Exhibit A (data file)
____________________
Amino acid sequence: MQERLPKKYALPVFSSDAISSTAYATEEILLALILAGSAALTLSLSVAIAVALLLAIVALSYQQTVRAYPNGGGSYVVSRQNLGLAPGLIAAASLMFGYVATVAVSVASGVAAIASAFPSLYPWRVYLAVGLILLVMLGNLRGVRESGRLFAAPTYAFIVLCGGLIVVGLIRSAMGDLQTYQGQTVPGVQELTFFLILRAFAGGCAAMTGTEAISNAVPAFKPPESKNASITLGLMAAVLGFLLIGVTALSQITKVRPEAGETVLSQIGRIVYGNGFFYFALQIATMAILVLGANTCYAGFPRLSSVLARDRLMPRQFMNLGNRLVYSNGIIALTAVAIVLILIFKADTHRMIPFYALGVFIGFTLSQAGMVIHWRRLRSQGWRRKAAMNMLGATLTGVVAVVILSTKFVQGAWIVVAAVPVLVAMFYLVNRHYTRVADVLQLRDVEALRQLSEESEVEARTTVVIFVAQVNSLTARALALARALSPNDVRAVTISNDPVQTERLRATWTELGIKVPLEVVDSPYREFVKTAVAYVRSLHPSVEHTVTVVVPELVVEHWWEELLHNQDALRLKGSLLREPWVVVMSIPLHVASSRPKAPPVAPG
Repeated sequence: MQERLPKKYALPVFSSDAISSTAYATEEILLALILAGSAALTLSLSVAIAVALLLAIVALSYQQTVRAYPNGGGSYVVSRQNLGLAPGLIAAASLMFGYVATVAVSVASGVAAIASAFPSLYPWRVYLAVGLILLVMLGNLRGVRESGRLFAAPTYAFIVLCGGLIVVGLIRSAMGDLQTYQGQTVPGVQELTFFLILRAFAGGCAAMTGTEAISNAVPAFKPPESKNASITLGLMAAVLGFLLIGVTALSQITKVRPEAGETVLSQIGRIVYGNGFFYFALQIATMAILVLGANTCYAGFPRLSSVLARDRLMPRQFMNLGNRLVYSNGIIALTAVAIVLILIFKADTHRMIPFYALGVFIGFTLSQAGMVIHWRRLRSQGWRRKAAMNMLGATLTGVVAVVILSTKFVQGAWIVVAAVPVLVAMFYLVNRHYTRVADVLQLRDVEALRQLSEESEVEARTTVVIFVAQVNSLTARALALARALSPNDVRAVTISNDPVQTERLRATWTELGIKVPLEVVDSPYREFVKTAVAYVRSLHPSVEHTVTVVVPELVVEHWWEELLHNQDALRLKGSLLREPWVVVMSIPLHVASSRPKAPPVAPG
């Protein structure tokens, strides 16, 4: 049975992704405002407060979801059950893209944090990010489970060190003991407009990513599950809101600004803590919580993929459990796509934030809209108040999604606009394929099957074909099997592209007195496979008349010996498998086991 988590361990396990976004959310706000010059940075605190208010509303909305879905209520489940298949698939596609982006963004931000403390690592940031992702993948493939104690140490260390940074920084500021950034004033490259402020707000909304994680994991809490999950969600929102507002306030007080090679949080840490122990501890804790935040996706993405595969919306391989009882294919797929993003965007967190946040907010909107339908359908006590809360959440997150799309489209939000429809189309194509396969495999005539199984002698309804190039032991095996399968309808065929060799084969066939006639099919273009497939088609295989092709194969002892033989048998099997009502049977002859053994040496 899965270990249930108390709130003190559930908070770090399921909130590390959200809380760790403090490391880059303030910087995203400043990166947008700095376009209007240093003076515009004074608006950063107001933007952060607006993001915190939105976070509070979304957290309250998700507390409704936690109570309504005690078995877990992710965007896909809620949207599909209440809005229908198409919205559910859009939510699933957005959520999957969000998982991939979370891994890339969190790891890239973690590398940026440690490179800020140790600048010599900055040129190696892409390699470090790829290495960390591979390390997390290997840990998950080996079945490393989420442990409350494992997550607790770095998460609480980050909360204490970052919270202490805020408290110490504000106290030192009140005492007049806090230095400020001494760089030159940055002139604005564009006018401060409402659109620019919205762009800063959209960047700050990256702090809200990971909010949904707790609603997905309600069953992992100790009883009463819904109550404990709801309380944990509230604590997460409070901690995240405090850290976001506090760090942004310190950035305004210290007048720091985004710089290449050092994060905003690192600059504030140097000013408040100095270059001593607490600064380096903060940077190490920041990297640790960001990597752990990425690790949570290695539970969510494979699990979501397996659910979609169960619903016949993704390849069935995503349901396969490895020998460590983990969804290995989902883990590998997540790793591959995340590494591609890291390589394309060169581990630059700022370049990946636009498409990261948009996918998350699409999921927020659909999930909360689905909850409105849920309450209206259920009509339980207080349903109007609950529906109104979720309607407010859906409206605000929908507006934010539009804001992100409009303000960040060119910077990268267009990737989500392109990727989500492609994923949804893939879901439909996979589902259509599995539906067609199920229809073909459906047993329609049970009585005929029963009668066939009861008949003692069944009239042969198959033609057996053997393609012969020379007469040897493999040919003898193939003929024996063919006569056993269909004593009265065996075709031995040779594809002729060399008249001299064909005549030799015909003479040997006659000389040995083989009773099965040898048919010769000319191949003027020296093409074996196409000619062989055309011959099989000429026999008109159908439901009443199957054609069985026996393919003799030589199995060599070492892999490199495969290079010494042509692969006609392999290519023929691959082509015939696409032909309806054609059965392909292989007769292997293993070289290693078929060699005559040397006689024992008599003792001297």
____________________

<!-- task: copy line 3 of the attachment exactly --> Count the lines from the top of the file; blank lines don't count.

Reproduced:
């Protein structure tokens, strides 16, 4: 049975992704405002407060979801059950893209944090990010489970060190003991407009990513599950809101600004803590919580993929459990796509934030809209108040999604606009394929099957074909099997592209007195496979008349010996498998086991 988590361990396990976004959310706000010059940075605190208010509303909305879905209520489940298949698939596609982006963004931000403390690592940031992702993948493939104690140490260390940074920084500021950034004033490259402020707000909304994680994991809490999950969600929102507002306030007080090679949080840490122990501890804790935040996706993405595969919306391989009882294919797929993003965007967190946040907010909107339908359908006590809360959440997150799309489209939000429809189309194509396969495999005539199984002698309804190039032991095996399968309808065929060799084969066939006639099919273009497939088609295989092709194969002892033989048998099997009502049977002859053994040496 899965270990249930108390709130003190559930908070770090399921909130590390959200809380760790403090490391880059303030910087995203400043990166947008700095376009209007240093003076515009004074608006950063107001933007952060607006993001915190939105976070509070979304957290309250998700507390409704936690109570309504005690078995877990992710965007896909809620949207599909209440809005229908198409919205559910859009939510699933957005959520999957969000998982991939979370891994890339969190790891890239973690590398940026440690490179800020140790600048010599900055040129190696892409390699470090790829290495960390591979390390997390290997840990998950080996079945490393989420442990409350494992997550607790770095998460609480980050909360204490970052919270202490805020408290110490504000106290030192009140005492007049806090230095400020001494760089030159940055002139604005564009006018401060409402659109620019919205762009800063959209960047700050990256702090809200990971909010949904707790609603997905309600069953992992100790009883009463819904109550404990709801309380944990509230604590997460409070901690995240405090850290976001506090760090942004310190950035305004210290007048720091985004710089290449050092994060905003690192600059504030140097000013408040100095270059001593607490600064380096903060940077190490920041990297640790960001990597752990990425690790949570290695539970969510494979699990979501397996659910979609169960619903016949993704390849069935995503349901396969490895020998460590983990969804290995989902883990590998997540790793591959995340590494591609890291390589394309060169581990630059700022370049990946636009498409990261948009996918998350699409999921927020659909999930909360689905909850409105849920309450209206259920009509339980207080349903109007609950529906109104979720309607407010859906409206605000929908507006934010539009804001992100409009303000960040060119910077990268267009990737989500392109990727989500492609994923949804893939879901439909996979589902259509599995539906067609199920229809073909459906047993329609049970009585005929029963009668066939009861008949003692069944009239042969198959033609057996053997393609012969020379007469040897493999040919003898193939003929024996063919006569056993269909004593009265065996075709031995040779594809002729060399008249001299064909005549030799015909003479040997006659000389040995083989009773099965040898048919010769000319191949003027020296093409074996196409000619062989055309011959099989000429026999008109159908439901009443199957054609069985026996393919003799030589199995060599070492892999490199495969290079010494042509692969006609392999290519023929691959082509015939696409032909309806054609059965392909292989007769292997293993070289290693078929060699005559040397006689024992008599003792001297």